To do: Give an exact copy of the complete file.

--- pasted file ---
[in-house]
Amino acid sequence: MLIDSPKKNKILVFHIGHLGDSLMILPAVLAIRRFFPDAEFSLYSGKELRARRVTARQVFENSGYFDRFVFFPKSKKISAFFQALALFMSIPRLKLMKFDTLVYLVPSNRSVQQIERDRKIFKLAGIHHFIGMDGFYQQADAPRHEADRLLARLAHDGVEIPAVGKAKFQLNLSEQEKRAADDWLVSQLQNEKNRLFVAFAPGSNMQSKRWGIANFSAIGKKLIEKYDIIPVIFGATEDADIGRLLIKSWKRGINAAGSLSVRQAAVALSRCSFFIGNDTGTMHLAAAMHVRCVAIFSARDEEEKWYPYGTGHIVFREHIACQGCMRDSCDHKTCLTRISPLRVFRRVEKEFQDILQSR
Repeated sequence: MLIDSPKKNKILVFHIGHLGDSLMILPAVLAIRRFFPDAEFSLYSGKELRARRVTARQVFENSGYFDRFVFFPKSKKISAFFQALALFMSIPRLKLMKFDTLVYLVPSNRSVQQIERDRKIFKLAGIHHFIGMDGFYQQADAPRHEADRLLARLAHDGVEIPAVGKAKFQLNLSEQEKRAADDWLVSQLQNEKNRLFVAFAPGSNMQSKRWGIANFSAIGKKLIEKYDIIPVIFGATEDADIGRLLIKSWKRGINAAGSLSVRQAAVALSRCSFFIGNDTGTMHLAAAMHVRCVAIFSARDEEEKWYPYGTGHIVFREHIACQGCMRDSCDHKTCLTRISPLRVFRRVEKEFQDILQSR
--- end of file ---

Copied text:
[in-house]
Amino acid sequence: MLIDSPKKNKILVFHIGHLGDSLMILPAVLAIRRFFPDAEFSLYSGKELRARRVTARQVFENSGYFDRFVFFPKSKKISAFFQALALFMSIPRLKLMKFDTLVYLVPSNRSVQQIERDRKIFKLAGIHHFIGMDGFYQQADAPRHEADRLLARLAHDGVEIPAVGKAKFQLNLSEQEKRAADDWLVSQLQNEKNRLFVAFAPGSNMQSKRWGIANFSAIGKKLIEKYDIIPVIFGATEDADIGRLLIKSWKRGINAAGSLSVRQAAVALSRCSFFIGNDTGTMHLAAAMHVRCVAIFSARDEEEKWYPYGTGHIVFREHIACQGCMRDSCDHKTCLTRISPLRVFRRVEKEFQDILQSR
Repeated sequence: MLIDSPKKNKILVFHIGHLGDSLMILPAVLAIRRFFPDAEFSLYSGKELRARRVTARQVFENSGYFDRFVFFPKSKKISAFFQALALFMSIPRLKLMKFDTLVYLVPSNRSVQQIERDRKIFKLAGIHHFIGMDGFYQQADAPRHEADRLLARLAHDGVEIPAVGKAKFQLNLSEQEKRAADDWLVSQLQNEKNRLFVAFAPGSNMQSKRWGIANFSAIGKKLIEKYDIIPVIFGATEDADIGRLLIKSWKRGINAAGSLSVRQAAVALSRCSFFIGNDTGTMHLAAAMHVRCVAIFSARDEEEKWYPYGTGHIVFREHIACQGCMRDSCDHKTCLTRISPLRVFRRVEKEFQDILQSR